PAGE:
At a Glance

Giving Pedestrians a Head Start

Friday, March 11, 2016

When crossing the street, even with a ”walk” signal, watching for vehicles that might turn into your path can make you feel like your head is on a swivel.

The situation can be uncomfortable for people walking, especially at high-traffic intersections. Forty-one percent of pedestrian crashes in San Francisco involve the driver's failure to yield to people in a crosswalk.

To reduce pedestrian collisions, one tool we’ve used more frequently is a traffic signal timing feature called a “Leading Pedestrian Interval,” or LPI.

A woman enters a crosswalk with a "walk" signal showing behind her, while a signal for vehicle traffic above displays red.

Put simply, an LPI is a head start for pedestrians. It’s a traffic signal configuration that gives people the “walk” signal at least three seconds before drivers get a green light. By the time drivers prepare to make a turn, pedestrians can already be well into the crosswalk and easier to see.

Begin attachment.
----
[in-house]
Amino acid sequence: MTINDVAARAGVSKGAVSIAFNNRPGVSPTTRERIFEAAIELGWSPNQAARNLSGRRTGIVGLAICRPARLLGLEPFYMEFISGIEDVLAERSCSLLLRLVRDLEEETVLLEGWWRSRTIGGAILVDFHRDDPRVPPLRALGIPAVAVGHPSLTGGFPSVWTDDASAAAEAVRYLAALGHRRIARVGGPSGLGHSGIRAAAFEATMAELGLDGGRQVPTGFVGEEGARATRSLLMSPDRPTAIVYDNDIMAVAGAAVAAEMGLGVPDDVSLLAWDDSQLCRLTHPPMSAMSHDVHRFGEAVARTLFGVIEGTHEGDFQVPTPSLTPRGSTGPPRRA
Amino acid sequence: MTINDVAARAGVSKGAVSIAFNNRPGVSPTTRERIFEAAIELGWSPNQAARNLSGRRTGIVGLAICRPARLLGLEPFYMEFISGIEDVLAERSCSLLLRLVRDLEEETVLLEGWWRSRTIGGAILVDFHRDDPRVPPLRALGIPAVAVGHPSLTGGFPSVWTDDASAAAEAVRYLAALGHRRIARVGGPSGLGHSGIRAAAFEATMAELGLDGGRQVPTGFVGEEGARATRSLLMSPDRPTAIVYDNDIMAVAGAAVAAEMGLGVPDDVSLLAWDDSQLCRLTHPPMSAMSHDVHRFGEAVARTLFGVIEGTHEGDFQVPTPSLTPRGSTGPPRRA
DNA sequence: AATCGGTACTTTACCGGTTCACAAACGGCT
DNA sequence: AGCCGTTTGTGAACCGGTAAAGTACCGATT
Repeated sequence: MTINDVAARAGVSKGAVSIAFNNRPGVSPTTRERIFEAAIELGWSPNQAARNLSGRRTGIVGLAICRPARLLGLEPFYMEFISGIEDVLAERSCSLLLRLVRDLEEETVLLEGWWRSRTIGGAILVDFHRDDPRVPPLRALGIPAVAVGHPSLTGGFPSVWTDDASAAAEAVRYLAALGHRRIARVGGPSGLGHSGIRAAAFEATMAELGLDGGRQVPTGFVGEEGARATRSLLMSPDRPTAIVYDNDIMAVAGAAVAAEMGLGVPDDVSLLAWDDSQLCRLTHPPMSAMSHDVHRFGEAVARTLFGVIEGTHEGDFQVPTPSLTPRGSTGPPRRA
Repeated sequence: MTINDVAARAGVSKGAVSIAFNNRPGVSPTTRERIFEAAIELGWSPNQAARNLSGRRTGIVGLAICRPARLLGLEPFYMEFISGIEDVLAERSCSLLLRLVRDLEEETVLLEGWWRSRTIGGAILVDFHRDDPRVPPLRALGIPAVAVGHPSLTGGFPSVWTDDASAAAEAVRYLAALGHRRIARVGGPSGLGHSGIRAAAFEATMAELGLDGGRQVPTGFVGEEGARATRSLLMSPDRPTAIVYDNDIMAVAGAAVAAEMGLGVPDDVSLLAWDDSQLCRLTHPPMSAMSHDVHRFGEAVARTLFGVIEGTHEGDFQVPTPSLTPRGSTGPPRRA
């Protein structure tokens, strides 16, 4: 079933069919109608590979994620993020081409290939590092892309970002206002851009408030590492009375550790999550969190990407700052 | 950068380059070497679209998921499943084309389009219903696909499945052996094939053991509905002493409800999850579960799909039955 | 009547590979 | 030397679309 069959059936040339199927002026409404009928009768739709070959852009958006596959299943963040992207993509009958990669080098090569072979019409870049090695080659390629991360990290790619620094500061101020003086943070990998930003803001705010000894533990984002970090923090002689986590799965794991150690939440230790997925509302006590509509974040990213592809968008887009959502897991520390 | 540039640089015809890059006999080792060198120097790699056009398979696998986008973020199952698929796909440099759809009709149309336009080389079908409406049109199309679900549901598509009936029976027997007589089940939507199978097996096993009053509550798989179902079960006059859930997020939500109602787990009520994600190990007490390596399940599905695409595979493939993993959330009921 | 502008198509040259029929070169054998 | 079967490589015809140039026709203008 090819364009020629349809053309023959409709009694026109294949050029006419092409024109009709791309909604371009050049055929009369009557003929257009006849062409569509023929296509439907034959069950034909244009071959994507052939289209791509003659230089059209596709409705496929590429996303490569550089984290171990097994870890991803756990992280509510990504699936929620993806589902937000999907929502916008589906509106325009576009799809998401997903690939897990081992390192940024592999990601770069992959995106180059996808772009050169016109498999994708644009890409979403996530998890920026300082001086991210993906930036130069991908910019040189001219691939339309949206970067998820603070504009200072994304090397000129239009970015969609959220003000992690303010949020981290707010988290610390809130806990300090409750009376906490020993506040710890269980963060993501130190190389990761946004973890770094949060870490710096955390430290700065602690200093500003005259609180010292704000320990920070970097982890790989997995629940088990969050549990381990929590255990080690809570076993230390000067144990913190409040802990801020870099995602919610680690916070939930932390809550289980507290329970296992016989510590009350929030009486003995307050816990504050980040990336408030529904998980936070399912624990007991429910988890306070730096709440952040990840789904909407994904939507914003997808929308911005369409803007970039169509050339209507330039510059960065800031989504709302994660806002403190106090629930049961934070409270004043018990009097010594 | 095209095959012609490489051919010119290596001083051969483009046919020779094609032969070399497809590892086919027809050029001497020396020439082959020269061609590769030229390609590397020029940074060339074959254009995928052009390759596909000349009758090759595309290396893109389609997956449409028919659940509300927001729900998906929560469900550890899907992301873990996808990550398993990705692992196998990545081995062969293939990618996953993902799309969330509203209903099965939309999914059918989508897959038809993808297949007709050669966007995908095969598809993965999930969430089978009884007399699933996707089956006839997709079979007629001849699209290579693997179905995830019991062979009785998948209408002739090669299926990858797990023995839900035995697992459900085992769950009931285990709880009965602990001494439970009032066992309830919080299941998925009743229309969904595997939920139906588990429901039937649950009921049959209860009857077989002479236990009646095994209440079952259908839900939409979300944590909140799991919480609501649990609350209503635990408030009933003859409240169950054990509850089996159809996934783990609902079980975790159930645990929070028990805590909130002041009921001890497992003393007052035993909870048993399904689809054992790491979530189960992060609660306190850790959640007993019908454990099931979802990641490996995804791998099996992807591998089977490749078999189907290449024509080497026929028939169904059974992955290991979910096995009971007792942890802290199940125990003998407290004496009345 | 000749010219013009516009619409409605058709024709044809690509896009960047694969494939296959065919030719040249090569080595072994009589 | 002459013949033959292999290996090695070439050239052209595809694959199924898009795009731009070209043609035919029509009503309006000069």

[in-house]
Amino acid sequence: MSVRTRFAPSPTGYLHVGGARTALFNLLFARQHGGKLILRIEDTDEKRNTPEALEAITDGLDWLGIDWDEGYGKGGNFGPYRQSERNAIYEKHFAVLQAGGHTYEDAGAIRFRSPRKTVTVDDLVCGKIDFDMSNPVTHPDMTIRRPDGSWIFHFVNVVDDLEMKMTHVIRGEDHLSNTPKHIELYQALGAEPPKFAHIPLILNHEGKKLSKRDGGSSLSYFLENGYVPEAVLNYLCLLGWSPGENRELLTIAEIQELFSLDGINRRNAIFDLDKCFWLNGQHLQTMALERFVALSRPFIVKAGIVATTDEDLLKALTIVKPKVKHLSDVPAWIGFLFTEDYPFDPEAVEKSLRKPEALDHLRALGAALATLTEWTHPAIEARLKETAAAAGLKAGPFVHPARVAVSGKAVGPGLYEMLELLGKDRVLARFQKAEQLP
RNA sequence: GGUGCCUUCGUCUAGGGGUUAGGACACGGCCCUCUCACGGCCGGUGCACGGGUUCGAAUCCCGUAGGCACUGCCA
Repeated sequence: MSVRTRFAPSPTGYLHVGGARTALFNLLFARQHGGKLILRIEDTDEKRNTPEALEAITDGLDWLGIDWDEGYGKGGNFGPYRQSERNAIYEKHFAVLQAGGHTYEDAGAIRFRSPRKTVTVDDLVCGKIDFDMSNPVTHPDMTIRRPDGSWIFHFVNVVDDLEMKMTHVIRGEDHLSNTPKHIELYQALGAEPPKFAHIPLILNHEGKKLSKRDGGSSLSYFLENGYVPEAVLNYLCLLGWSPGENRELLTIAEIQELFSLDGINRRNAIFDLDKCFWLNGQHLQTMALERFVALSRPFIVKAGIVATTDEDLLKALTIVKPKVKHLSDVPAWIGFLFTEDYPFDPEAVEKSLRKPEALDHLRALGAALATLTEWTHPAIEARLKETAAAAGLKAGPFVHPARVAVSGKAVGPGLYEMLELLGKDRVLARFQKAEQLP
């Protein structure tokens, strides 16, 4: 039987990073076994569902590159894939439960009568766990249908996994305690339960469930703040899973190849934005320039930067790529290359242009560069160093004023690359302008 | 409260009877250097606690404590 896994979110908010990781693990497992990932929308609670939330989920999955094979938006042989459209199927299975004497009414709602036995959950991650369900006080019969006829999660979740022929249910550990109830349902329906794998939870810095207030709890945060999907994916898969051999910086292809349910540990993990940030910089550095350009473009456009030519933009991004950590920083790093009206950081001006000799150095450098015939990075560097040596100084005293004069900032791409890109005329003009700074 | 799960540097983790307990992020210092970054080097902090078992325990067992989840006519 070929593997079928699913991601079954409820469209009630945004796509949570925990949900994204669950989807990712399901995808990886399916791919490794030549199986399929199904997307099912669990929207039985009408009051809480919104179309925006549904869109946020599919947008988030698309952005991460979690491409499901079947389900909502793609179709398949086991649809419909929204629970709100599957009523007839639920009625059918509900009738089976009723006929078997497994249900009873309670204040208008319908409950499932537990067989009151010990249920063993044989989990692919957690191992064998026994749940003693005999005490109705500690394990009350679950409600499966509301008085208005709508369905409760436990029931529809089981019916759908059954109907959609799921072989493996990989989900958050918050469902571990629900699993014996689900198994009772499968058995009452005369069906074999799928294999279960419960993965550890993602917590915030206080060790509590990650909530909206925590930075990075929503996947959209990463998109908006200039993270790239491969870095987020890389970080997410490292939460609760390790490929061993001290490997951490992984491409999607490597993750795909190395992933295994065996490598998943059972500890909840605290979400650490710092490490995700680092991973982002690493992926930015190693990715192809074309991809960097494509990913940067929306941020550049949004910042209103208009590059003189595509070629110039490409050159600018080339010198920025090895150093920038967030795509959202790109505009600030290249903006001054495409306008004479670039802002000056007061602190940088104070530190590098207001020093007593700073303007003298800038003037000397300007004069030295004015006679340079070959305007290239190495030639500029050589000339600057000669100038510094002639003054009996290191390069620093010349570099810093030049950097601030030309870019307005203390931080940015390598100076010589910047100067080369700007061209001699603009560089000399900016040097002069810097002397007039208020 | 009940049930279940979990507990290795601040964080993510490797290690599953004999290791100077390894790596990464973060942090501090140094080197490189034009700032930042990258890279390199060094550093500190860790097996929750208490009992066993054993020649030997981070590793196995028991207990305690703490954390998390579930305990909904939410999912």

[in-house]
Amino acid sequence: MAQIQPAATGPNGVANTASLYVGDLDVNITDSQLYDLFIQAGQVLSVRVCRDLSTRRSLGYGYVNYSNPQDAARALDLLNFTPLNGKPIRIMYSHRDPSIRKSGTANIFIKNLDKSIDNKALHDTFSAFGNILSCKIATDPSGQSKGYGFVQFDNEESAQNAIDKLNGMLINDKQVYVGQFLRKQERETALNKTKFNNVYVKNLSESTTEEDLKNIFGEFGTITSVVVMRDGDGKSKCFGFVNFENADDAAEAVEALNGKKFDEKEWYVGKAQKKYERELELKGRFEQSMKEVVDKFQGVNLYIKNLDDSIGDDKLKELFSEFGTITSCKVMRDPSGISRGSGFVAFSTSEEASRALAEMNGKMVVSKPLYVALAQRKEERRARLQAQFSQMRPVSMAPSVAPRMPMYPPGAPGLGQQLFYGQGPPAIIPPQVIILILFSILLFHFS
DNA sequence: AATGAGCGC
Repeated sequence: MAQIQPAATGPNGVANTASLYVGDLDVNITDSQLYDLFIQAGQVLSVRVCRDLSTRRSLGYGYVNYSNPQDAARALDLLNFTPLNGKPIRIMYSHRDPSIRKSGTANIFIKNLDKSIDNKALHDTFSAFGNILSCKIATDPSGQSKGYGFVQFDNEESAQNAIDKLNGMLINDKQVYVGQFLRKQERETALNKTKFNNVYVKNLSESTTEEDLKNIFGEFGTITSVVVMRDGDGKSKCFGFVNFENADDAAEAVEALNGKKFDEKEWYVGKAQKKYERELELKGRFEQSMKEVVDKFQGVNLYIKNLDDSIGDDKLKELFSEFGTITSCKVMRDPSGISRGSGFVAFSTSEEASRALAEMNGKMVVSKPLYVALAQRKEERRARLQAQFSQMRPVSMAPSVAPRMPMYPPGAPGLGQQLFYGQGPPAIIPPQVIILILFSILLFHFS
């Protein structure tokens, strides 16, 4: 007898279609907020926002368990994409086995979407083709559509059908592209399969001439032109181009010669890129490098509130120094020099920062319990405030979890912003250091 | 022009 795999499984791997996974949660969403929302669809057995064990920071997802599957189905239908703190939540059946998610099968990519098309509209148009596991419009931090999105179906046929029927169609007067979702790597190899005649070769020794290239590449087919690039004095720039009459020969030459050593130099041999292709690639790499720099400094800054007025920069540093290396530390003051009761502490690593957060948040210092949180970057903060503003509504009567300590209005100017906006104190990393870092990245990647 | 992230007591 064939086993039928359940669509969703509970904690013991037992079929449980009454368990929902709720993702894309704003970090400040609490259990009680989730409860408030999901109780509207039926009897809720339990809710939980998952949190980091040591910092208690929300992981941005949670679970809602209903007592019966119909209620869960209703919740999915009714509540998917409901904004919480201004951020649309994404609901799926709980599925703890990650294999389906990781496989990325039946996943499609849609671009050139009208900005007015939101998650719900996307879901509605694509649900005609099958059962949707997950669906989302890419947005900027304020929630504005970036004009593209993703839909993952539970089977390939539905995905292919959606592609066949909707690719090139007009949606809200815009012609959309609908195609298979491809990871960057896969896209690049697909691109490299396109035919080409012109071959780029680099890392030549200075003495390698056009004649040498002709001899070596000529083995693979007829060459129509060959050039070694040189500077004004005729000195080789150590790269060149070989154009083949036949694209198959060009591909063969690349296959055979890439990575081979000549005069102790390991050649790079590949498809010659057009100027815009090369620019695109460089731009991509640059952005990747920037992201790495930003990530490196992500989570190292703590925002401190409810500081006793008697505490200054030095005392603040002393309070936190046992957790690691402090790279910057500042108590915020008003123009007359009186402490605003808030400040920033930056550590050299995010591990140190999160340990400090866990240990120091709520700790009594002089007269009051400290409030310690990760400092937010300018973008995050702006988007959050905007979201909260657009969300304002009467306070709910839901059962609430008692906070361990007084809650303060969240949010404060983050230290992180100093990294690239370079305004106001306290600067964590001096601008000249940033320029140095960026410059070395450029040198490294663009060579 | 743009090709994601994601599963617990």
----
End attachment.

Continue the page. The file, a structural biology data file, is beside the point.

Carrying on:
LPIs have shown promising results. According to a study [PDF] published by the Transportation Research Board, they can reduce pedestrian-vehicle collisions by as much as 60 percent.

We recently installed an LPI at Eddy and Mason streets, which previously had the city’s highest rate of left-turn pedestrian injury collisions -- eight in the four years from 2012 through 2015. In the five years prior to LPI installation last July, the intersection saw 13 pedestrian injury collisions of all types.

Since we installed an LPI at Eddy and Mason eight months ago, no pedestrian injuries involving left-turning drivers have been reported.

LPIs are just one engineering tool we use in pursuit of Vision Zero, our city’s goal to eliminate traffic deaths by 2024, along with education and enforcement.

While San Francisco saw its first LPI in 1999, these days we’re installing a lot more of them – 60 intersections in 2015 alone. We’re focusing LPIs and other safety improvements along San Francisco’s High Injury Network, the 12 percent of streets that see 70 percent of traffic injuries.

Whether you call it an “LPI,” a “leading pedestrian interval” or a “life preserving interval” (as one New Yorker put it in a Streetfilm), we hope the head start helps you keep your head straight.